"It's Like a Safari, and We're the Zebras"
Inside the bizarre tourist trade at Harlem's Sunday church services.
Williams cites Abyssinian, which boasts a membership base in excess of 4,000 people, as the model for separating business from worship. It is the hottest, and most elusive, ticket among the Sunday services. Every Sunday morning, between 200 and 300 people wait outside of Abyssinian, hoping for a glimpse of its famed choir. Dozens of visitors each week never actually make it into the church: Abyssinian's parishioners have first dibs on the church's 1,000-plus seats. A church deacon warns potential visitors, "[T]his is a service and not a gospel concert. If you are here just for a gospel [concert], then there are other churches that can accommodate you."
But the reason foreign visitors come to Abyssinian—sometimes by the thousands—and other churches like it is clearly to see a performance, and claims that they won't get one ring hollow—even if services themselves are completely genuine. "Many of them come to see a church show," said Dr. Obery Hendricks, a religion professor at the New York Theological Seminary and Columbia University. "And what is sad is that often they're not disappointed." Hendricks sees disturbing racial and religious implications in the church tourism circuit that ties into the "performance orientation" among both African-American churches and many evangelical churches.
If you ask tourists why they visit, the answers are similar to those you might expect to hear on Broadway or at the Empire State Building: "It was in all the guide books." "My travel agent said that I just had to come." "It's so iconic from American movies." Frequently, they'll point to how different this style of worship is than what they are accustomed to.The music and the worshippers' enthusiasm are big draws. No one mentions race—at least not to an American journalist. I overheard a 19-year-old Parisian tell his parents, "Ils dansaient les negres"—"They were dancing, those Negroes." When I asked them why they had visited Kelly Temple, the group—a Jewish family with North African roots—said they were there because "it got two stars" in Routard, a popular French guide book that describes the church's "very authentic" program. "It's peculiar, you know," said the mother, who was clearly impressed. "They are very enthusiastic. You get the impression that they're really paying true homage to God."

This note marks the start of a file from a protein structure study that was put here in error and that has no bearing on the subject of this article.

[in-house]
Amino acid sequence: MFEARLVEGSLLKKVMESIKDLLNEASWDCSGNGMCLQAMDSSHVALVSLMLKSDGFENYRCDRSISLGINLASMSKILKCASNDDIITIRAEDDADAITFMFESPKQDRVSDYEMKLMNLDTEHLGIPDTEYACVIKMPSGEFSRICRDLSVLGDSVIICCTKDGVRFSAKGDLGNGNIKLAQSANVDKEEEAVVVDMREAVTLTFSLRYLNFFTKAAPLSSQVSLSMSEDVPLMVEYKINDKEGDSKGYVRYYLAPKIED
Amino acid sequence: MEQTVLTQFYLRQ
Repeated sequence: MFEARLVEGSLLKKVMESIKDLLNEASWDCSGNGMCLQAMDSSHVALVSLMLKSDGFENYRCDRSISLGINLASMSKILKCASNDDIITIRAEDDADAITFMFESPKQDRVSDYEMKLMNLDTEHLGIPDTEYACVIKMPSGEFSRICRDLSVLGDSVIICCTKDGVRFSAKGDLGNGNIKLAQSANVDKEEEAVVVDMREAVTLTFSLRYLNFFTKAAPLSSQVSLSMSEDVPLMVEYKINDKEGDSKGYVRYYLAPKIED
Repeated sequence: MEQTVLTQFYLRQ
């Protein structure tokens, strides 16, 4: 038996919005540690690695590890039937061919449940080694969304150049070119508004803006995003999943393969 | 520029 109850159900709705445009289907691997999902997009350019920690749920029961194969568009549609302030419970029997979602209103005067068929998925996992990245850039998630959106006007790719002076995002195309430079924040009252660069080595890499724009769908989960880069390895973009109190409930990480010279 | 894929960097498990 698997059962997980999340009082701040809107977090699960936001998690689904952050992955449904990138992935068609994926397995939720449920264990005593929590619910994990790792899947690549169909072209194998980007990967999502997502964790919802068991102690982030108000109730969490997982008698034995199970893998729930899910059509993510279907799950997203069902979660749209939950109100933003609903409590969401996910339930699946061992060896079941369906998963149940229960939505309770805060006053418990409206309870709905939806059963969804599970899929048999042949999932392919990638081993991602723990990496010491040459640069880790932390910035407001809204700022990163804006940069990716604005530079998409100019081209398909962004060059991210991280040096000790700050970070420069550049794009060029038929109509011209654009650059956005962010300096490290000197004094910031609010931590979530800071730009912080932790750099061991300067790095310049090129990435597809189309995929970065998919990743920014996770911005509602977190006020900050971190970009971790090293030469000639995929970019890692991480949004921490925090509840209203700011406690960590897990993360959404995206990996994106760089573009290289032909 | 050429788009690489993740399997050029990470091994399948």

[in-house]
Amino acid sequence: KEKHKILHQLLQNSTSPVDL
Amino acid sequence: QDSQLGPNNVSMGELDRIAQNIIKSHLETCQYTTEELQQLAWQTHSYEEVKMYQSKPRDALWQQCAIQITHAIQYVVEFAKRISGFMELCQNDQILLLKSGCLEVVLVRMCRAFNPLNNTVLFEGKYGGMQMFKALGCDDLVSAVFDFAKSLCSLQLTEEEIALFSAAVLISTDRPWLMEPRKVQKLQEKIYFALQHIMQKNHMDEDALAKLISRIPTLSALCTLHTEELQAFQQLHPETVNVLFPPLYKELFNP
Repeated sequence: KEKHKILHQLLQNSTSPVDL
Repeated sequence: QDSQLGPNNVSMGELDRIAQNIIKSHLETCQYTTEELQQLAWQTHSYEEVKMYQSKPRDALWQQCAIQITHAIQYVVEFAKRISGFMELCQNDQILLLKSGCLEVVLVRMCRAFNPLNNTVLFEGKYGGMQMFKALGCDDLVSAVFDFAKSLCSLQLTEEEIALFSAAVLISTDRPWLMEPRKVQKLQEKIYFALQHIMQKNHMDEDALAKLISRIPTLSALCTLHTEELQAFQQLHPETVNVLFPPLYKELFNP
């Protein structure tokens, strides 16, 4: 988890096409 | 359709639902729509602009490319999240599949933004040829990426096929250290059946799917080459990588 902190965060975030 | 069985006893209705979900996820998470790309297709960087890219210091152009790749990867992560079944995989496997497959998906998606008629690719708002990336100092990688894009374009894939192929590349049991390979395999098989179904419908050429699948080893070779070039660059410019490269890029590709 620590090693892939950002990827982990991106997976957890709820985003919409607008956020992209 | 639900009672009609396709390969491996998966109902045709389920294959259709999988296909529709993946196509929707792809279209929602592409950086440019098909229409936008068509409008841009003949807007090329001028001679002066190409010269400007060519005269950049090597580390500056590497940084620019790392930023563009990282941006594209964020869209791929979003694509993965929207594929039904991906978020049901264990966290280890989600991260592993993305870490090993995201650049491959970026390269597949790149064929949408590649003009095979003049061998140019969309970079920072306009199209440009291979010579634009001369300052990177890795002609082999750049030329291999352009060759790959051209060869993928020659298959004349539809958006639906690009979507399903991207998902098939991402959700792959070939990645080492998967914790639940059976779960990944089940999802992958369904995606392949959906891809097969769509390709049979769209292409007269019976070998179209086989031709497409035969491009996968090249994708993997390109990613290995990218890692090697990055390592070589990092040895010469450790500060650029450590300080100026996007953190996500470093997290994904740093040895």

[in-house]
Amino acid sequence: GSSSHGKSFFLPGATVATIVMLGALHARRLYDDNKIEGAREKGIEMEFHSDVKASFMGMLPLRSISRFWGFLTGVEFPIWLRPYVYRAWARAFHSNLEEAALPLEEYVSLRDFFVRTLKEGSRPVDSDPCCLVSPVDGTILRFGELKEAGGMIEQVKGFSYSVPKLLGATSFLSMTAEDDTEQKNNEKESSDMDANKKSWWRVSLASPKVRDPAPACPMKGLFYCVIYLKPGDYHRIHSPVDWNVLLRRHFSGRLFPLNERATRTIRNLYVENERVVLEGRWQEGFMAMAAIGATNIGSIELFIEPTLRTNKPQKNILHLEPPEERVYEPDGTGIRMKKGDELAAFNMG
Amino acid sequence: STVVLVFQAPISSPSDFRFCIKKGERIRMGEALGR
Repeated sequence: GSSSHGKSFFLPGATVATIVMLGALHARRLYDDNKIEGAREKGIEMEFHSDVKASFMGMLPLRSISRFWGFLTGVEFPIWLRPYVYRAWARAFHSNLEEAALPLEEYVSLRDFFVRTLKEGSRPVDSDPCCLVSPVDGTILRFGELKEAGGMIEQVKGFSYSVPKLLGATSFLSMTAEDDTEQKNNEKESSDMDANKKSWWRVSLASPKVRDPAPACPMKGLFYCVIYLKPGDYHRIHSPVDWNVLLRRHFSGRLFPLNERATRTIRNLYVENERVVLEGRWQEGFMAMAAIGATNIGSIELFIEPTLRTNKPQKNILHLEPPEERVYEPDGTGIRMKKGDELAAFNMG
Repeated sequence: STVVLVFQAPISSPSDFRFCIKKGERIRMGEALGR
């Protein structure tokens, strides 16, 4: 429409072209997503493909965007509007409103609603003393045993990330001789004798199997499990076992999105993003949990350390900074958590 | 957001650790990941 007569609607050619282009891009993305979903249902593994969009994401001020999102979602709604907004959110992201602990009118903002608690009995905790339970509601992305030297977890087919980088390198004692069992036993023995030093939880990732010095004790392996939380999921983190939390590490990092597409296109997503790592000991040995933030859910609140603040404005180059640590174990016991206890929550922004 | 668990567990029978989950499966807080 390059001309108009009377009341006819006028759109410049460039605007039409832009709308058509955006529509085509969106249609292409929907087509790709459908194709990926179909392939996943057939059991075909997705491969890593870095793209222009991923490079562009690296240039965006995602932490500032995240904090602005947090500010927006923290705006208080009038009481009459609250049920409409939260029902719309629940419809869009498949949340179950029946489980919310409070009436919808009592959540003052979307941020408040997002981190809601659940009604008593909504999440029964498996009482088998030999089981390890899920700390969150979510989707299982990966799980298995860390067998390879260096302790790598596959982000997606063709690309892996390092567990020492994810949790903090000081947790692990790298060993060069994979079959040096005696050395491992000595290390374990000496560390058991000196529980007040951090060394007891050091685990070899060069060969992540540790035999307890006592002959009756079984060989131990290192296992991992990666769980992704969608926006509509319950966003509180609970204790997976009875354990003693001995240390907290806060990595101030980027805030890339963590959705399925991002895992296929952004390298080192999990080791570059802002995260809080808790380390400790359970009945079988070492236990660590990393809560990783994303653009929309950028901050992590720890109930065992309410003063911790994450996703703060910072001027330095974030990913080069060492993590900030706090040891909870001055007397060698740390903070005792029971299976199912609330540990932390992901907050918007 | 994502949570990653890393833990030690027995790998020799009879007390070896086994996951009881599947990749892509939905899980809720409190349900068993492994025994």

The idea of "authenticity" is a major theme among tourists and the tourism industry. Harlem Spirituals' brochure offers the opportunity to "[a]ttend an authentic Sunday worship service and experience the soul stirring power of gospel music." For an additional $44, "[y]ou can enjoy a soul food brunch at one of Harlem's local restaurants." Fodor's New York guide, meanwhile, describes guided tours as "an expeditious, if not inauthentic way to experience Harlem" and encourages readers to try a more genuine DIY approach.
Though it's difficult to gauge, parishioners at participating churches seem to welcome the visitors. "They give your church publicity … so I have no problem with the tourists at all," 21-year-old Ray told me outside of St John Pentecostal Church on Lenox Avenue. Still, Harlem residents are very much cognizant of why the visitors come. "They're there to see how we worship," an elderly woman named Reda Beeks told me outside of Mount Moriah Baptist Church. Tourists sometimes stop her on the street to ask, "Which church has the best show?"—sometimes even when she's not in church clothes.
Even if visitors are welcome at individual churches, there is a larger antipathy toward some of the tour buses. Williams said that, although the Chamber of Commerce works closely with some programs, tour guides are still too often filled with stereotypes and misinformation. "It's like you're going through a safari, and we're the animals as you are on the bus riding by, pointing at the zebras."
As an outsider, it is difficult to judge the tourists or the churches that welcome them. Still, entering a church where some are emptying their hearts in dramatic displays of worship and others are snapping photos made me feel as my tour-mate Frances did: that something might not be right.
View a slide show of Harlem's Sunday church tours.
Jeremy Stahl is Slate's social media editor. You can follow him on Twitter.